Our study analyzed the impact of telemedicine use on patient, physician, and healthcare process outputs in a geriatric department of an acute-care hospital. We evaluated the effect of telemedicine on the input allocative efficiency of healthcare process through the re-allocation of organizational resources and assessed whether gains in allocative efficiency resulted in improvements in organizational outcomes. Input allocative efficiency (or in short allocative efficiency) refers to the choice of inputs (resources) mix to produce the outputs while minimizing production cost (Kumbhakar & Lovell, 2000; N.M. Menon, Lee, & Eldenburg, 2000). The allocative efficiency approach allows us to understand how HIT use could improve the assignment of resources to different tasks for efficiency gains (Leibenstein, 1966; N.M. Menon & Lee, 2000; N.M. Menon et al., 2000). In our study, we chose to focus on the impacts of applying a telemedicine system to the geriatric care process. We conducted a longitudinal field study that combined interview, archival, observation and survey data to measure the performance before and after the implementation and use of a telemedicine system in the geriatric specialist clinic.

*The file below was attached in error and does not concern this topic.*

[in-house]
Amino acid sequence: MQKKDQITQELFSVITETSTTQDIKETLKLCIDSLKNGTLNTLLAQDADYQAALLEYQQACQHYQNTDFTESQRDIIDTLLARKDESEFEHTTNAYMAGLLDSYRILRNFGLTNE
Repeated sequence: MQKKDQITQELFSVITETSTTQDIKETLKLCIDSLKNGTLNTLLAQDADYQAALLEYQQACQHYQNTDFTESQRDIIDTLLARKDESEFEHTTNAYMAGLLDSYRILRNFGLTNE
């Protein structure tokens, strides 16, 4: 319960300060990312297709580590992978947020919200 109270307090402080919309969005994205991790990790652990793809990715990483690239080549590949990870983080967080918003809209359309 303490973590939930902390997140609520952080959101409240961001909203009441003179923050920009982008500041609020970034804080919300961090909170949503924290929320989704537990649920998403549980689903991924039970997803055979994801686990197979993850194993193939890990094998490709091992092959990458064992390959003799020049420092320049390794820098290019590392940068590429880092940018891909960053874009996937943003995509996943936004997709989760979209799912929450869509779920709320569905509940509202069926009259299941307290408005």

Our study found that the use of telemedicine and the process changes that accompanied the system had overall positive impact on allocative efficiency for some processes. We observed that applying telemedicine with business process redesign enabled greater visibility of the patient information resulting in patients (tasks) being better assigned to the appropriate physicians (resources). Further, using TSEF principles, we show that the improved allocative efficiency achieved through the new telemedicine process or clinical pathway reduced variance of patient wait-time in the specialist clinic and provided better care to nursing home patients. By tracing the process and mechanisms through which HIT indirectly impact on organizational outcomes via the reallocation of resources and tasks, our study potentially “enhances our understanding of the various positive manifestations of IT” by providing a more holistic perspective of HIT value (Kohli & Grover, 2008 p. 33).